There are some things we should do ourselves and there are things that we should farm out to others. When I was younger it made sense for me to do the manual labor and use sweat equity to increase the value to my home. As I’ve gotten older, many of the things that I used to do myself I now prefer to turn over to professionals. These include many jobs requiring power tools and almost everything that requires working at altitude. I like my fingers as well as my other bones, and keeping them intact is a priority these days, thank you very much.
I used to love working with power tools, but there comes a time when you realize that you can do 3 other tasks in the time it takes to drag out the saw horses, electrical extension cord, circular saw, safety goggles, and wood. Then there’s the fact that the bifocals don’t really help to see what you’re working on – it’s either too close or too far away. Add to that the other 27 other tasks you could do in the time that you spend waiting in the emergency department to get stitches, x-rayed, etc. and it makes good economic sense. It’s also what we call – “An easy decision.”
Some things, though, are best done by one’s self because they express that essence that makes each of us unique. I spent a lot of time photoshopping pictures from my daughter’s soccer games. No – I’m not airbrushing team members, but sports photos can’t always be composed properly in the camera since there’s little time to get the shot, so cropping makes for a much better photo. Then of course there is the reality that all 12 year old girls don’t have the exact same skin tone. They tend to vary from black through several shades of brown to basic Caucasian to blonde oh-so-pale with freckles. I tend to balance the skin tone to best suit the girl with control of the ball. This is the type of thing best done personally.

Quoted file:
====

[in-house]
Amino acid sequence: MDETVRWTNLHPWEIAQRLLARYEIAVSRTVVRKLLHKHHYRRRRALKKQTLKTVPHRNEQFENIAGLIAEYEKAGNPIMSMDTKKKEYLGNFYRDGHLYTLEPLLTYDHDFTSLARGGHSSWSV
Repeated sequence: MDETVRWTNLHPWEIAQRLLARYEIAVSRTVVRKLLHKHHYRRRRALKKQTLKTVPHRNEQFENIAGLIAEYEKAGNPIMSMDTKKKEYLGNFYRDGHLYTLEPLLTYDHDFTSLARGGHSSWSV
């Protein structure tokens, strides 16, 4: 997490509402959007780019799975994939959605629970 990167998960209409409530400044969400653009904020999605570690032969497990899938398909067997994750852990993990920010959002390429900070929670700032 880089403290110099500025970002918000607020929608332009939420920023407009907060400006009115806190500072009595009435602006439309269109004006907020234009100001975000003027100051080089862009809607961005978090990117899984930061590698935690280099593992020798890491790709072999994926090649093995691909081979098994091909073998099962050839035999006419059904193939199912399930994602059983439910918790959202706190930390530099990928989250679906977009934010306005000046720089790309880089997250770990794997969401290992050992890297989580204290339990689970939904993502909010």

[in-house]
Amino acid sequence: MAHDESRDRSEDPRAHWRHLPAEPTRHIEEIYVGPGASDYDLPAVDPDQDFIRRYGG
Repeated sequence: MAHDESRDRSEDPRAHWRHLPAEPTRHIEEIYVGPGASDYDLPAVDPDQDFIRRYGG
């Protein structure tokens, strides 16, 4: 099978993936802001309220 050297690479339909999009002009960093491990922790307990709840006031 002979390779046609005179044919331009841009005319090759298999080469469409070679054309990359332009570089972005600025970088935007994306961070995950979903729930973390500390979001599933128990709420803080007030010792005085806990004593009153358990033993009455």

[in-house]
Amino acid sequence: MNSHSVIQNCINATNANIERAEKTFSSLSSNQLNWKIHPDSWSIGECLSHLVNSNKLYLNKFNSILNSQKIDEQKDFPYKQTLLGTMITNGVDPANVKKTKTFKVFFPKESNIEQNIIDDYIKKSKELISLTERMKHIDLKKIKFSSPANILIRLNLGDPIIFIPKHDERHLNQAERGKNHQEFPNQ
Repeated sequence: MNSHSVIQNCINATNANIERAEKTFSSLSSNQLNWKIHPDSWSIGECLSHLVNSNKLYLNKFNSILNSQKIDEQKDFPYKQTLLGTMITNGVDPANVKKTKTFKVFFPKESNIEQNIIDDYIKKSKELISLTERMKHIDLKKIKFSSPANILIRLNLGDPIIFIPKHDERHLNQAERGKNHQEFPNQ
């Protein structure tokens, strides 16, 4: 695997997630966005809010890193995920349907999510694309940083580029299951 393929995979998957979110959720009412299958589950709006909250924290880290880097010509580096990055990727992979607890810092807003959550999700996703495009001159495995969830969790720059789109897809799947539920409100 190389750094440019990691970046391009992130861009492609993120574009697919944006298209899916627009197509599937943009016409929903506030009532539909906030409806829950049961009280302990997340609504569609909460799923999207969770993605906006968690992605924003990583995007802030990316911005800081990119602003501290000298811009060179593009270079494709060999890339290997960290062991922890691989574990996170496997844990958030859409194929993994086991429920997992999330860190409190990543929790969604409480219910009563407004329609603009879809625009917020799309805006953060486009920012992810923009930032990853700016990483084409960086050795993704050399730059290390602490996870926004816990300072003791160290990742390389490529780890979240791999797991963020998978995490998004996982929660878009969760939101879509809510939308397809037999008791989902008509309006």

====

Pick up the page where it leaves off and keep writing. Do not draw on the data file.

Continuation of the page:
I’ve been planning for a long time on making my own QSL* cards. In ham radio parlance “QSL?” means “Can you confirm contact?” and QSL translates to “I confirm contact.” It has been traditional to exchange QSL cards after making a contact as proof of the encounter. While many hams now use electronic QSL cards, I don’t have a lot of time for radio operating, so I don’t make as many contacts as I’d like; as such, a real 3 1/2″ x 5″ postcard type QSL card is more fun.
This coming weekend I hope to take time to finalize the design of the QSL card I’ve been working on for about a year. In fairness, let’s just say I started the project about a year ago. Since this represents me to someone with whom I’ve shared a conversation but never met face-to-face I’ve decided that it should be made by me rather than printed by a professional. The trick is getting enough time while I’m in the mood to finish this project.
It’s on my list for this weekend. Wish me luck.
* “Q” codes are three letter abbreviations beginning with the letter Q and not followed by a U used as shorthand in amateur radio. These hearken back to the days when amateur radio communications – like all radio communications – was conducted using Morse Code. Abbreviations and Q codes make life easier when you’re communicating at roughly 5 – 30 words per minute.